Scheduling is the next step of Routing. It arranges the different operations involved in manufacturing in order of priority, fixing the time and date when each operation is to be commenced and completed. Sprieget and Lansburgh define Scheduling as follows : .
“Scheduling involves establishing the amount of work to be done and the time each element of the work will start, or the order of work. This includes allocating the quality and rate of output of the plant or department and, also the date or order of starting of each unit of work at each station along the route prescribed.”
According to James L. Lundy : “Work scheduling consist of the assignment of starting and completion times for the various operation to be performed.”
According to Bethai, Atwater, Smith and Stachman Jr. : “Scheduling is that phase of production control which rates the work in the order of its priority and then provides for its release to the plant at the proper time and in the correct sequence. Thus, scheduling is concerned with when work shall be performed on a product or part.”
According to Alford and Beatty ” “…Fitting specific job into a general time-table, so that orders may be manufactured in accordance with contracted liability, or, in mass production, so that each component may arrive at and enter into assembly in the order and at the time required.”
Types of Scheduling
Scheduling can be of three types
(i) Master scheduling. Dates on which the production is to be completed.
(ii) Operation scheduling. Time required to finish a job.
(iii) Detail operation scheduling.
Time needed to complete each detail operation of a given job. Scheduling Procedure This starts with ‘master schedule’. It is weekly or monthly breakdown of the production requirements for each product. With the receipt of new orders it is brought on schedule. If the machines are absorbed, then the required goods are taken to subsequent period. Dispatching Dispatching occupies third place in any control system. Dispatching gives the necessary authority to start the routed and scheduled work, it uses the necessary order, instructions and information relating to the work. It has been defined by different authorities as follows :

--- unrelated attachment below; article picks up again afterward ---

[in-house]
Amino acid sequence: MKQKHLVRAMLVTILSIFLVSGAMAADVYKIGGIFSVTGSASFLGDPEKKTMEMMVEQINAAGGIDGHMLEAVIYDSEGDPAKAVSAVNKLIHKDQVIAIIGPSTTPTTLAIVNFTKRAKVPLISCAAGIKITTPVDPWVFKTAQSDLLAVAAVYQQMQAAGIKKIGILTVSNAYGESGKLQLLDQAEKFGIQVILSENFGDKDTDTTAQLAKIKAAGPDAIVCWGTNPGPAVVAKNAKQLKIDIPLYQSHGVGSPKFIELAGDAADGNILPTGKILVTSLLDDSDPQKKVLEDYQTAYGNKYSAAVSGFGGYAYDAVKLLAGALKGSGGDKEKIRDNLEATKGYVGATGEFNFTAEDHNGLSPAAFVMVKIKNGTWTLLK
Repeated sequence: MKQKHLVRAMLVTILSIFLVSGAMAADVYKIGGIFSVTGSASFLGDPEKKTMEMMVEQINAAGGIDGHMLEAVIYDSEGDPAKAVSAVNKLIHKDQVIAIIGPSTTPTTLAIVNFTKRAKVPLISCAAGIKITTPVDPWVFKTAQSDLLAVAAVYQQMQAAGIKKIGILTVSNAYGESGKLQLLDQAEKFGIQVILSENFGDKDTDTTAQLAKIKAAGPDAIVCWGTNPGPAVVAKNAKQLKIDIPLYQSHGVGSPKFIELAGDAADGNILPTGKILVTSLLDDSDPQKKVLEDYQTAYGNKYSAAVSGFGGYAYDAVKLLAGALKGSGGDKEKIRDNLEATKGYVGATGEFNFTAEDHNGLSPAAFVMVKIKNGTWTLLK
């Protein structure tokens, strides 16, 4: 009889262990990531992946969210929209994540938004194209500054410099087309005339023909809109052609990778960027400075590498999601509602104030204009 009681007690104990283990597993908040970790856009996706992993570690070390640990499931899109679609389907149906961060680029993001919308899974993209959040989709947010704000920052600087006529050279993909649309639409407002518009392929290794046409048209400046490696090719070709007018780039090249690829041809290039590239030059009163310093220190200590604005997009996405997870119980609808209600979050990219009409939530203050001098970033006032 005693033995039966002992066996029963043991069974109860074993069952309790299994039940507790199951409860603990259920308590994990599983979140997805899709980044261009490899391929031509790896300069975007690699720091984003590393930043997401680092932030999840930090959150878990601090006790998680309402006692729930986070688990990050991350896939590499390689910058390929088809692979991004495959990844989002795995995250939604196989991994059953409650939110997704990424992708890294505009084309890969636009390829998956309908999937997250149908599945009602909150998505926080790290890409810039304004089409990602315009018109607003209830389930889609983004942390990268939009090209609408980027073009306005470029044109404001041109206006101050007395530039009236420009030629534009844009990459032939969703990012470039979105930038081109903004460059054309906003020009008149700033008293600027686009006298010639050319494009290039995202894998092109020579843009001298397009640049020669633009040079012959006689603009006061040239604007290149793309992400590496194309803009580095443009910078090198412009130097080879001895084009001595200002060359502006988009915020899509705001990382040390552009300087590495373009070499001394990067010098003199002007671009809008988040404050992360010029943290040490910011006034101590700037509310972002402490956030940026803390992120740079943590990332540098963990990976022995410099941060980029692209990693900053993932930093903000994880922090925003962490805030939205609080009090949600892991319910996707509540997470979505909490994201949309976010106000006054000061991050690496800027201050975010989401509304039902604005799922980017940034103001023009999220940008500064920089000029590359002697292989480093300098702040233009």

According to Alford and Beatty : “A good definition of dispatching is the routine of setting productive activities in motion through the release of orders and instructions, in accordance with previously planned time and sequences, embodied in route sheets and scheduled charts.”
According to James L.Lundy “The dispatching function involves the actual granting of permission to proceed according to plans already laid down. This is similar, in the case of the traveller, to his employer finally approving his vacation leave.”
According to Bethal, Atwater and others : “Dispatching the initial action element of production control, consists,
essentially of the issuance of orders in terms of their priority as determined by scheduling. It includes the assignments of work to the operators at their machines or work places. Thus, dispatching in effect determines by whom the work shall be done.”
According to Spriegel and Lansburgh “
Dispatching involve, the meeting of schedules by proper utilization of machines, workplaces, materials and workers, as designated by the routing. The dispatching unit of the planning department, thus includes all persons whose duty it is to see that orders are issued to the shop, that materials are at the work place, that tools are provided, that job cards are issued, and, in general, all necessary steps are taken to ensure that the schedules will be, properly carried out.”